Thursday, August 18, 2011

Thai-Mexican Pork Taco Hybrid Experiments: Trial #1

While I was making my favorite Mexican chile pepper marinade/sauce for pork tacos, I had an epiphany culinary in nature. The piquant nature of the ancho and guajillo chiles reminded me of Thai chile peppers, and then it struck me how both cuisines use the same ingredients and have some similar taste profiles. I spent some time thinking about what would a Thai-Mexican pork taco taste like? It would definitely have heat from chiles, hints of spices, tang and sweet from citrus, and some savory-salty from a sea source. I decided I would make two different sauces for marinades. One would be Mexican chile based, the other Thai chile based.

Thai Chile Based Meat

When I was learning about making a good, homemade tom kha gai, I also learned about nam prik pao. During our last excursion to stock up on Asian foods, I bought a bottle of nam prik pao for future recipes. It's interesting stuff, and I like it. It's a nice blend of heat, salty, and sweet. I thought it would be the perfect base for my Thai-Mexican pork taco hybrid.

Here's what I used for the sauce for one pound of meat:
¼ cup nam prik pao
¼ lime juice
4 Tablespoons fish sauce
2 teaspoons freshly ground spice blend*
½ orange juice
1 cup chicken broth
>>Add enough water to cover the meat if this volume of liquid does not<<

Mexican Chile Based Meat

I've always used dried Mexican chiles for my sauces. The drying process concentrates flavors as well as develops them, much like wine taking on hints of various flavors. My rationale that what is missing from a Mexican-based sauce that is present in a Thai-based sauce is the savory/salty/sea flavor. Therefore, I added both oyster sauce and fish sauce. In reflection, I think the oyster sauce was not necessary, making the final product taste more Chinese.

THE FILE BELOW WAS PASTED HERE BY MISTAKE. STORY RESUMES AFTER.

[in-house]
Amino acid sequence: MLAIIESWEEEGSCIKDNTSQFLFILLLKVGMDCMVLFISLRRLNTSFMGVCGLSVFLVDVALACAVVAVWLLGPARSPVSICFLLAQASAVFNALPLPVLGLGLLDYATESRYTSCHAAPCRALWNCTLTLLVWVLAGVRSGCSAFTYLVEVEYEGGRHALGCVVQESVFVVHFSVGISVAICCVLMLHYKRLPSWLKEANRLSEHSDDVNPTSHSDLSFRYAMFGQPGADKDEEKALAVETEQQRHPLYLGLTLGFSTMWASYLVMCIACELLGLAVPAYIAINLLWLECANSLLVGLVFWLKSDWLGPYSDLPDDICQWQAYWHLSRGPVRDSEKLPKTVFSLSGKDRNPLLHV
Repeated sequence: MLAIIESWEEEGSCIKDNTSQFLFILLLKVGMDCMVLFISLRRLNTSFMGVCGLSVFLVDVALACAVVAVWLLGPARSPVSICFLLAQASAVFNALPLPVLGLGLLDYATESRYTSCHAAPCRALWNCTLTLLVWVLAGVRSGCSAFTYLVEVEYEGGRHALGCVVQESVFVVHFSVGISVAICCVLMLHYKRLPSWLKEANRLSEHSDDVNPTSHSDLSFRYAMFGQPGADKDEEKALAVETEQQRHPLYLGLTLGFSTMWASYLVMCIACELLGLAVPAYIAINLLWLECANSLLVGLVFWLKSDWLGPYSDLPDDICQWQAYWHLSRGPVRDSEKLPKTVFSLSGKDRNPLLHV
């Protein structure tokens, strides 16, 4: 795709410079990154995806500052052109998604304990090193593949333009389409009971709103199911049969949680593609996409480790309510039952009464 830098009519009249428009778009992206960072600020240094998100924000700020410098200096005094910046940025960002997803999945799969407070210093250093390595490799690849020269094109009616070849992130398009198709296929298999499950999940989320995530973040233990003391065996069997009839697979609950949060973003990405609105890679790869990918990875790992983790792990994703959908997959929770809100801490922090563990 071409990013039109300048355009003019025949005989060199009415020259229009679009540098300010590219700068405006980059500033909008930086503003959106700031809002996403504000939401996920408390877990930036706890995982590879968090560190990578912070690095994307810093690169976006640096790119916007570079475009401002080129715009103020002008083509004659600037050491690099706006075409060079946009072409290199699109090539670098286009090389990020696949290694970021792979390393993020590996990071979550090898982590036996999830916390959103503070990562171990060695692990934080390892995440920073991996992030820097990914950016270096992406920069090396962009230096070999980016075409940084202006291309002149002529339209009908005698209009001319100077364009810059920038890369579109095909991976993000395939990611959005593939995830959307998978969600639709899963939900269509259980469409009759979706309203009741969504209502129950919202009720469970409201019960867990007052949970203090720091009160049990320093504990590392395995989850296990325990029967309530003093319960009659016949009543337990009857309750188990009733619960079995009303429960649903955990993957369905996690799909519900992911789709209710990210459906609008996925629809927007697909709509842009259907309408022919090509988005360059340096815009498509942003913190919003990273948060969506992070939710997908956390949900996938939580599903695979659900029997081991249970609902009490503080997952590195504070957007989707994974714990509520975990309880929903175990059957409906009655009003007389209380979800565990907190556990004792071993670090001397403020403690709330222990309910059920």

Here's what I used for the sauce for one pound of meat:
⅓ cup of ancho/guajillo sauce**
⅓ oyster sauce
¼ fish sauce
¼ lime juice
¼ orange juice
2 teaspoons spice blend*
1 cup chicken broth
>>Add enough water to cover the meat if this volume of liquid does not<<

** Ancho/guajillo sauce: 4 ancho & 4 guajillo chiles lightly toast on a hot skillet before being steeped them in water that is just below the boiling point. Remove from heat before adding chiles. Steep until chiles become very soft. Blend them with a little of the steeped chile water, then strain to remove seeds and pulpy bits. Will make much more than required, but good for other uses.

* Spice blend: Using whole all spice, star anise, cumin seeds, and cloves in portions you prefer, grind up into a powder.

Taste-Testing the Meats

Though both sauces initially started out tasting very "hot" from their respective chiles, in the cooking process both became very mild. I was a bit disappointed about the loss of heat, so I will figure out where it went for future experiments.

My impression was that the Mexican version had a much tangier citrus taste followed by a deeper savory/salty/sea flavor. The Thai version was a nice balance of heat, tang, and salt, with a very subtle hint of sweet. Out of the two, both Pooky and I preferred the Thai based version. The Thai version struck me as being more Thai than a blend of Thai-Mexican in flavor. I may have to tweak my spice blend and add Mexican oregano, which I did not in this first round of experiments.

Both version were very tasty, and successfully included a savory/salty/sea dimension to the meat that is not present in a purely Mexican version. Both lacked the heat of their respective chiles, so I will explore what caused them to lessen in intensity. I was very pleased with my initial results and will continue to tweak until I find the balance of flavors.

1 comment:

Wynette W said...

I love this post and the fact that you are a "food experimenter"! My two all-time favorite foods are Thai and Mexican... I wonder what it would have tasted like if you had mixed the two together after they were done? I really thought that was where you were going with this. Loved the blog!